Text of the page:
The Moscow city government has ordered people aged 60 and over to stay at home for four months and urged companies to have at least 30 percent of staff working from home amid a sharp increase in covid-19 cases and deaths in Russia.
About 32 percent of Russia’s nearly 146 million people have been fully vaccinated
Vladimir Putin’s spokesman says more could have been done to make vaccines available and encourage people to have them
An expert says the situation in Russia is “extremely worrying”
The new rules will take effect from October 25, it is said in a statement.
Russia reported 1,015 coronavirus-related deaths on Tuesday (local time), the highest one-day high since the pandemic began, as well as 33,740 new infections in the last 24 hours.
The Kremlin has ruled out a new nationwide lockdown as the early pandemic hit the economy hard and slashed President Vladimir Putin’s popularity
The daily number of deadly coronaviruses has increased for weeks, peaking at 1,000 for the first time over the weekend amid sluggish vaccination levels, a loosening of public attitudes to precautionary measures and the government’s unwillingness to tighten restrictions.
Russia boasted of becoming the first country in the world to approve a coronavirus vaccine in August 2020 – even if it was only tested on a small scale – and proudly named the shot Sputnik V after the world’s first satellite to underline the country’s scientific achievements.
While Sputnik and three other domestic vaccines were later developed, Russia’s state-controlled media shook the perceived shortcomings of Western shots, a controversial message that many observers saw as raising widespread doubt about vaccines.
Vaccinations are still low
In the midst of widespread hesitation against vaccines, the authorities have increased the pressure on medical workers, teachers and public servants to obtain the shots, but uptake has been sluggish.
The government’s coronavirus working group said on Monday that about 45 million Russians, or 32 percent of the country’s nearly 146 million people, are fully vaccinated.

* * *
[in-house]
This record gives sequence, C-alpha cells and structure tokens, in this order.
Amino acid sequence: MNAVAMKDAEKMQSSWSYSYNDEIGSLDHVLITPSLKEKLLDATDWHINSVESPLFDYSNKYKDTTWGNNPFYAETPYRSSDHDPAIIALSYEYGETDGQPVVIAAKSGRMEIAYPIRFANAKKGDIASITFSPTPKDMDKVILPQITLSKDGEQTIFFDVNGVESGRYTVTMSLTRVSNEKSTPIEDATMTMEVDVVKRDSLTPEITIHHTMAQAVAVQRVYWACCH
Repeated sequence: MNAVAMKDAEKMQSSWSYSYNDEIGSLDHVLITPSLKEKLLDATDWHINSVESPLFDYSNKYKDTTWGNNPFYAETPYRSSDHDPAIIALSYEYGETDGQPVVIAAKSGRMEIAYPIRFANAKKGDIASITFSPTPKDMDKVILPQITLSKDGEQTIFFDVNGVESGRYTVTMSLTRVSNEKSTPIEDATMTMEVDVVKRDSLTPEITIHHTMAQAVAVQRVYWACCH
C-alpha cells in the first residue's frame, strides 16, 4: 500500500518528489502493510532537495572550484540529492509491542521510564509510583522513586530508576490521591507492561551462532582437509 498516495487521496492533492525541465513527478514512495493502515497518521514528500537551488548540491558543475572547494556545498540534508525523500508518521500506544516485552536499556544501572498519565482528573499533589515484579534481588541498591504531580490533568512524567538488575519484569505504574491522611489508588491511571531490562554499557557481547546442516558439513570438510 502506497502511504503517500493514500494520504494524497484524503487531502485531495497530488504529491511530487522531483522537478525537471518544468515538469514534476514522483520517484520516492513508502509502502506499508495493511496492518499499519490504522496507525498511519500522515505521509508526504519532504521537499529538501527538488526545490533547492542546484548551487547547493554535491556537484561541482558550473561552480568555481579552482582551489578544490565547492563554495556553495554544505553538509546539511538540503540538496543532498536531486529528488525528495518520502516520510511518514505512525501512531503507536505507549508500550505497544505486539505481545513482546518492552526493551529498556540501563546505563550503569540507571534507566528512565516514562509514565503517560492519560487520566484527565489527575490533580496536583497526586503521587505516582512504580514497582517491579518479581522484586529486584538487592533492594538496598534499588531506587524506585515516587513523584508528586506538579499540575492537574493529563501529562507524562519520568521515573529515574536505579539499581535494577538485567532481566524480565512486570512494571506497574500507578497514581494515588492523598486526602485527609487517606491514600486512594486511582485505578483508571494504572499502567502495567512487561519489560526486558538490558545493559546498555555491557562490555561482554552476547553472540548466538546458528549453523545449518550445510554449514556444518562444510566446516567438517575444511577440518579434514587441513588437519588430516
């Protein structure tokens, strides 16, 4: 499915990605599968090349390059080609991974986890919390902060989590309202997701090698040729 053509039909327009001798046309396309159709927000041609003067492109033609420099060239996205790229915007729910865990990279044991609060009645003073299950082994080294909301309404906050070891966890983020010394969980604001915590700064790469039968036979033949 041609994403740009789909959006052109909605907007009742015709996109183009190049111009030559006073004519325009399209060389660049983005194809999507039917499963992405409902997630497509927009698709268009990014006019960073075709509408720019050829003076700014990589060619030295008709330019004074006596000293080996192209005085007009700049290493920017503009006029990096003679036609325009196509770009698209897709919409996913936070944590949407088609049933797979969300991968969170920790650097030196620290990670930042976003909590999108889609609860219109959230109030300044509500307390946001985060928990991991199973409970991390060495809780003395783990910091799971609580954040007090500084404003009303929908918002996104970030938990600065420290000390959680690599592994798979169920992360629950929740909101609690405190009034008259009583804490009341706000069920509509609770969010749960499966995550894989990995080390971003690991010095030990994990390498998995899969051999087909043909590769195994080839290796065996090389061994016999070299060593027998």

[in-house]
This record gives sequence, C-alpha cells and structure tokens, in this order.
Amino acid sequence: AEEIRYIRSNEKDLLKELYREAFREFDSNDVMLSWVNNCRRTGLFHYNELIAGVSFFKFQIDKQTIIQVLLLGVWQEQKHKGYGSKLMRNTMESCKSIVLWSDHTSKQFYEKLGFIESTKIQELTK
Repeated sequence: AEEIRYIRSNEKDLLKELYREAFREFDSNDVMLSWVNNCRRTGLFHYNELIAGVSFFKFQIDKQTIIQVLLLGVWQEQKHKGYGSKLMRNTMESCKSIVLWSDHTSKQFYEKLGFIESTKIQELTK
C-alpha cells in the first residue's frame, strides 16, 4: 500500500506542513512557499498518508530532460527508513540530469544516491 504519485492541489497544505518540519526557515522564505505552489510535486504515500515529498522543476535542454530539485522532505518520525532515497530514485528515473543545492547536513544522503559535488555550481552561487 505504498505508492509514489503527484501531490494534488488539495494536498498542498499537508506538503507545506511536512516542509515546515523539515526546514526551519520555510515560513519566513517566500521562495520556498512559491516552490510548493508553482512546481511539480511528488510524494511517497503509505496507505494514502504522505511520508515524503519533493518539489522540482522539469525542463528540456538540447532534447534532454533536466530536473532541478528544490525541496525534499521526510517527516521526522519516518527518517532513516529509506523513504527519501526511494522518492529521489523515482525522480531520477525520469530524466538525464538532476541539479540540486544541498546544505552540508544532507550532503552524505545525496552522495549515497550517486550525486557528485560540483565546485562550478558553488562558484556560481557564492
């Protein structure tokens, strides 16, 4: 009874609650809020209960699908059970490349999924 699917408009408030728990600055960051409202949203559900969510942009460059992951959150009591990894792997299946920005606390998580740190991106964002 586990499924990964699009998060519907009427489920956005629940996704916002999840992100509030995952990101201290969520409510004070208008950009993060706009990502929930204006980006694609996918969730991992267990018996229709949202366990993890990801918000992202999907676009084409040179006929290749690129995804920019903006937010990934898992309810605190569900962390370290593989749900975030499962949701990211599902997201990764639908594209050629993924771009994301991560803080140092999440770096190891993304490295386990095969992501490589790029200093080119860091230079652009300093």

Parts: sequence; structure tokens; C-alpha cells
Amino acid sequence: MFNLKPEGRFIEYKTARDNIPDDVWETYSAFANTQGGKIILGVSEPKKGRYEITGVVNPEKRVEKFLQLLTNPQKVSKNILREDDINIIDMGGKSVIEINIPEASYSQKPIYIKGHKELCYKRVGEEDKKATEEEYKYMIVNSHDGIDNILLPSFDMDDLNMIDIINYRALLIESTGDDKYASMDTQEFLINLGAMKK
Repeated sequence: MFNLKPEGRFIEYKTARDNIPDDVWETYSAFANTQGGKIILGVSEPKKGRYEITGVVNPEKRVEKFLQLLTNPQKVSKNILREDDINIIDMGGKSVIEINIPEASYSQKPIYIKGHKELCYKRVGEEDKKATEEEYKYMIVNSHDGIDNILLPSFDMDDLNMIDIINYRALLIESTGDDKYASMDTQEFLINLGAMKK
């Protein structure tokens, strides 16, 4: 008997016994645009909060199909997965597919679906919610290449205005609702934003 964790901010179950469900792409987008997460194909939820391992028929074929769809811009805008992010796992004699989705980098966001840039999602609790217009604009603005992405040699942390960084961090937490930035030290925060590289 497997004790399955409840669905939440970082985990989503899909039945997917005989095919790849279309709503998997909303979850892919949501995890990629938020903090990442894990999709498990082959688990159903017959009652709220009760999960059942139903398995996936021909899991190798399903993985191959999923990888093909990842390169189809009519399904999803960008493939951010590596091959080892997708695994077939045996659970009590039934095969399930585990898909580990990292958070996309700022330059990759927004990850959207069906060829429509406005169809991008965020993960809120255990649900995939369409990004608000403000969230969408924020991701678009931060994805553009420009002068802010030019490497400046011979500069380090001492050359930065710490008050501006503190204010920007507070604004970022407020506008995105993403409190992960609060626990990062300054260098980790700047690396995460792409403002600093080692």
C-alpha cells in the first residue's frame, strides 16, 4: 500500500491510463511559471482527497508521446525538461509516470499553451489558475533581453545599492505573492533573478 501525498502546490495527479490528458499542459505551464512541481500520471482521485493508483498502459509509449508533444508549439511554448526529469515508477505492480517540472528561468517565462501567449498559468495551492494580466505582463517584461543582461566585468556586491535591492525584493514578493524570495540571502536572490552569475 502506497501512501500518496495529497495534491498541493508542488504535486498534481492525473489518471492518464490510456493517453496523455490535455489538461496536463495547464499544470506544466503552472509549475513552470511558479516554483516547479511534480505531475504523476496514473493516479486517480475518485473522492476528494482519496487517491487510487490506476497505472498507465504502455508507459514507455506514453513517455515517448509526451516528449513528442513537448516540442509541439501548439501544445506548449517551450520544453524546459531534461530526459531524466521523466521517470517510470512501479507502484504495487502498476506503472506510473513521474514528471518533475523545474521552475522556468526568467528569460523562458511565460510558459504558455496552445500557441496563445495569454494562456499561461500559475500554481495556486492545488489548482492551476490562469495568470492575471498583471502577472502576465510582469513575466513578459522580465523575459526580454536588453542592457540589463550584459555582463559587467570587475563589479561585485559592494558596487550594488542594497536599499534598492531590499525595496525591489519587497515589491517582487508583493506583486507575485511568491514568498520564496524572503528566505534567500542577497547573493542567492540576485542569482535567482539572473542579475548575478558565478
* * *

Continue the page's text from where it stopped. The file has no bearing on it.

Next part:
Putin has stressed the importance of broad vaccination, but stressed that it should remain voluntary.
Authorities have opened vaccination centers in malls and other facilities outside clinics and tried to encourage people to take shots with lotteries, bonuses and other incentives, but all these efforts have not been able to significantly accelerate efforts.
Putin’s spokesman Dmitry Peskov noted that although the government has made every effort to make vaccines readily available, it should have been more proactive in its efforts to encourage vaccination.
Asked whether the government can allow the import of foreign vaccines to increase uptake, Peskov said that vaccine skepticism is not limited to domestic shots.
He also emphasized that the issue should be resolved on equal terms. Russia-EU talks on mutual recognition of coronavirus vaccines have dragged on with no end in sight.
While opposing a nationwide shutdown, the Kremlin allowed authorities in the country’s 11 time zones to decide on restrictions depending on the local situation.
Many of Russia’s 85 regions already have limited attendance at major public events and limited access to theaters, restaurants and other venues.
Some have made vaccination compulsory for certain categories of officials and people over 60.
Russian fall poses a threat to Europe
St. Petersburg joined other Russian cities on Monday to order digital codes to prove vaccination or recovery from infection for access to conferences and sporting events beginning on November 1.
From 15 November, these codes will also be required in films, theaters, museums and gyms, and on 1 December they will be mandatory in restaurants, cafés and certain shops.
The city has reported the country’s second largest number of new infections after Moscow.
The government’s working group has registered a total of more than 8 million infections and its official covid-19 toll is ranked as Russia having the fifth most pandemic deaths in the world after the United States, Brazil, India and Mexico.
However, the state statistics agency Rosstat, which also counts deaths where the virus was not considered the main cause, reported a much higher death rate in a pandemic – about 418,000 people with COVID-19 in August.
Based on that number, Russia would be the fourth hardest hit nation, ahead of Mexico.
Martin McKee, professor of European public health at the London School of Hygiene and Tropical Medicine, said the COVID-19 situation in Russia was extremely worrying, not only for Russia but for the rest of the world.
He said that even high levels of vaccination elsewhere in Europe could not prevent the virus from being re-imported from Russia, especially if there were some worrying new variants.
“Until we have control of the virus everywhere, there is a risk of import and the pandemic will not be under control,” he said, describing the spread of the virus in Russia and the Baltic states as a threat to Europe.